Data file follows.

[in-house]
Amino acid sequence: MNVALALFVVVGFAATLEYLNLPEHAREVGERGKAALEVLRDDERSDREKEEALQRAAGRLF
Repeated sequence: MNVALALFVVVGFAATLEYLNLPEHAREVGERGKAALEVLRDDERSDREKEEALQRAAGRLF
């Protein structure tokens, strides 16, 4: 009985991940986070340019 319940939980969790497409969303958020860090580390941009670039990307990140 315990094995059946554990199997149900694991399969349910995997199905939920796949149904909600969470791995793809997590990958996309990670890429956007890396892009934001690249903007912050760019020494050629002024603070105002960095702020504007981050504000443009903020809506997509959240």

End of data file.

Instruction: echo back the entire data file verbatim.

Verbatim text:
[in-house]
Amino acid sequence: MNVALALFVVVGFAATLEYLNLPEHAREVGERGKAALEVLRDDERSDREKEEALQRAAGRLF
Repeated sequence: MNVALALFVVVGFAATLEYLNLPEHAREVGERGKAALEVLRDDERSDREKEEALQRAAGRLF
């Protein structure tokens, strides 16, 4: 009985991940986070340019 319940939980969790497409969303958020860090580390941009670039990307990140 315990094995059946554990199997149900694991399969349910995997199905939920796949149904909600969470791995793809997590990958996309990670890429956007890396892009934001690249903007912050760019020494050629002024603070105002960095702020504007981050504000443009903020809506997509959240």